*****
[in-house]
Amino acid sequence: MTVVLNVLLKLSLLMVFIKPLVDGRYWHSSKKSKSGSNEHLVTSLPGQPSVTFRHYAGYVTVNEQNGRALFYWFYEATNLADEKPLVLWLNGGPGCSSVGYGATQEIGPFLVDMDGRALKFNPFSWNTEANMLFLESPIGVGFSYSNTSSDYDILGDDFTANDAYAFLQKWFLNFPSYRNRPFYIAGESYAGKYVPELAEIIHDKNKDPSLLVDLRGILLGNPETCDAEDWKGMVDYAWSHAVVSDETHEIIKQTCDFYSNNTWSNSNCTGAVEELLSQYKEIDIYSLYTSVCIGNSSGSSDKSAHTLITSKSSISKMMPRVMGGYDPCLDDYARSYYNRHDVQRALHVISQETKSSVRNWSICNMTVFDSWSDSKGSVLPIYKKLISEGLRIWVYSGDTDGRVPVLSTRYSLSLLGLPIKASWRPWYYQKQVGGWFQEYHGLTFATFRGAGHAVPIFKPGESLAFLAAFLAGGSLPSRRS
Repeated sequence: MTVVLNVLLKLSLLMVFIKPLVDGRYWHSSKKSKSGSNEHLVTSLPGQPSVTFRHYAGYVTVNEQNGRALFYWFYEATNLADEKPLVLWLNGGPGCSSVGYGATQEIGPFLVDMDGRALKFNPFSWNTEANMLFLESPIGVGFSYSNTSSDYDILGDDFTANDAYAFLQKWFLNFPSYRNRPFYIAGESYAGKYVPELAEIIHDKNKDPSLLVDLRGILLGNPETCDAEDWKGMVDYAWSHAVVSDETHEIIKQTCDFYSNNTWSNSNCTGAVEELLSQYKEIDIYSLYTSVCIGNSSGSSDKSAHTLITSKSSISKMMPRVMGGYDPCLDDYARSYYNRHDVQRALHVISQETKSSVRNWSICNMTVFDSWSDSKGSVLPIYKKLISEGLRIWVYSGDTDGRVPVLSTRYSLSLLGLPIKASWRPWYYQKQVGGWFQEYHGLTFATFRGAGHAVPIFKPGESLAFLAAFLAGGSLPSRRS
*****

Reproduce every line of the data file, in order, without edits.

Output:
[in-house]
Amino acid sequence: MTVVLNVLLKLSLLMVFIKPLVDGRYWHSSKKSKSGSNEHLVTSLPGQPSVTFRHYAGYVTVNEQNGRALFYWFYEATNLADEKPLVLWLNGGPGCSSVGYGATQEIGPFLVDMDGRALKFNPFSWNTEANMLFLESPIGVGFSYSNTSSDYDILGDDFTANDAYAFLQKWFLNFPSYRNRPFYIAGESYAGKYVPELAEIIHDKNKDPSLLVDLRGILLGNPETCDAEDWKGMVDYAWSHAVVSDETHEIIKQTCDFYSNNTWSNSNCTGAVEELLSQYKEIDIYSLYTSVCIGNSSGSSDKSAHTLITSKSSISKMMPRVMGGYDPCLDDYARSYYNRHDVQRALHVISQETKSSVRNWSICNMTVFDSWSDSKGSVLPIYKKLISEGLRIWVYSGDTDGRVPVLSTRYSLSLLGLPIKASWRPWYYQKQVGGWFQEYHGLTFATFRGAGHAVPIFKPGESLAFLAAFLAGGSLPSRRS
Repeated sequence: MTVVLNVLLKLSLLMVFIKPLVDGRYWHSSKKSKSGSNEHLVTSLPGQPSVTFRHYAGYVTVNEQNGRALFYWFYEATNLADEKPLVLWLNGGPGCSSVGYGATQEIGPFLVDMDGRALKFNPFSWNTEANMLFLESPIGVGFSYSNTSSDYDILGDDFTANDAYAFLQKWFLNFPSYRNRPFYIAGESYAGKYVPELAEIIHDKNKDPSLLVDLRGILLGNPETCDAEDWKGMVDYAWSHAVVSDETHEIIKQTCDFYSNNTWSNSNCTGAVEELLSQYKEIDIYSLYTSVCIGNSSGSSDKSAHTLITSKSSISKMMPRVMGGYDPCLDDYARSYYNRHDVQRALHVISQETKSSVRNWSICNMTVFDSWSDSKGSVLPIYKKLISEGLRIWVYSGDTDGRVPVLSTRYSLSLLGLPIKASWRPWYYQKQVGGWFQEYHGLTFATFRGAGHAVPIFKPGESLAFLAAFLAGGSLPSRRS